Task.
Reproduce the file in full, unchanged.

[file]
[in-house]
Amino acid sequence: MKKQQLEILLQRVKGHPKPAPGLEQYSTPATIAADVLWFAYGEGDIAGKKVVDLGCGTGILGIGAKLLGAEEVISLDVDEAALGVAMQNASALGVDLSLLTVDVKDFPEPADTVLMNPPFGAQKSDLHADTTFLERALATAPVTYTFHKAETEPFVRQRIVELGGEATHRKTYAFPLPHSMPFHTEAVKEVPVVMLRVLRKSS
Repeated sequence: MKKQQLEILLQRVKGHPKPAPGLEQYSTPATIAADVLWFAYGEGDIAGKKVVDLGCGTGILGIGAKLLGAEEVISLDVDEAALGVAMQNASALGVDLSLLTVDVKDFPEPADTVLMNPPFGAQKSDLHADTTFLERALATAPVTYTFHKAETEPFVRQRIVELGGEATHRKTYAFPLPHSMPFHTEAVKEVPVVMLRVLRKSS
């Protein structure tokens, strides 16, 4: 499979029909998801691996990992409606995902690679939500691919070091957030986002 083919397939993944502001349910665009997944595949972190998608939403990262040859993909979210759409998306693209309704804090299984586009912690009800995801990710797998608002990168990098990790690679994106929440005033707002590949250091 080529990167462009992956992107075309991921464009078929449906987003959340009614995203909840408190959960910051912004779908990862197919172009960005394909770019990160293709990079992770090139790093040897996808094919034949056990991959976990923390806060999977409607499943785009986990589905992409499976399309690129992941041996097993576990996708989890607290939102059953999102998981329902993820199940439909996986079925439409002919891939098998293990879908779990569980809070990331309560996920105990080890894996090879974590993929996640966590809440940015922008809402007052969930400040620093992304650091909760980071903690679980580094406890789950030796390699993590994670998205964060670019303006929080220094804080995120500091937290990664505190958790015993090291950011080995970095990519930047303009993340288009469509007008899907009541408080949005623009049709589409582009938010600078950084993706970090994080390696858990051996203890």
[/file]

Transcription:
[in-house]
Amino acid sequence: MKKQQLEILLQRVKGHPKPAPGLEQYSTPATIAADVLWFAYGEGDIAGKKVVDLGCGTGILGIGAKLLGAEEVISLDVDEAALGVAMQNASALGVDLSLLTVDVKDFPEPADTVLMNPPFGAQKSDLHADTTFLERALATAPVTYTFHKAETEPFVRQRIVELGGEATHRKTYAFPLPHSMPFHTEAVKEVPVVMLRVLRKSS
Repeated sequence: MKKQQLEILLQRVKGHPKPAPGLEQYSTPATIAADVLWFAYGEGDIAGKKVVDLGCGTGILGIGAKLLGAEEVISLDVDEAALGVAMQNASALGVDLSLLTVDVKDFPEPADTVLMNPPFGAQKSDLHADTTFLERALATAPVTYTFHKAETEPFVRQRIVELGGEATHRKTYAFPLPHSMPFHTEAVKEVPVVMLRVLRKSS
């Protein structure tokens, strides 16, 4: 499979029909998801691996990992409606995902690679939500691919070091957030986002 083919397939993944502001349910665009997944595949972190998608939403990262040859993909979210759409998306693209309704804090299984586009912690009800995801990710797998608002990168990098990790690679994106929440005033707002590949250091 080529990167462009992956992107075309991921464009078929449906987003959340009614995203909840408190959960910051912004779908990862197919172009960005394909770019990160293709990079992770090139790093040897996808094919034949056990991959976990923390806060999977409607499943785009986990589905992409499976399309690129992941041996097993576990996708989890607290939102059953999102998981329902993820199940439909996986079925439409002919891939098998293990879908779990569980809070990331309560996920105990080890894996090879974590993929996640966590809440940015922008809402007052969930400040620093992304650091909760980071903690679980580094406890789950030796390699993590994670998205964060670019303006929080220094804080995120500091937290990664505190958790015993090291950011080995970095990519930047303009993340288009469509007008899907009541408080949005623009049709589409582009938010600078950084993706970090994080390696858990051996203890």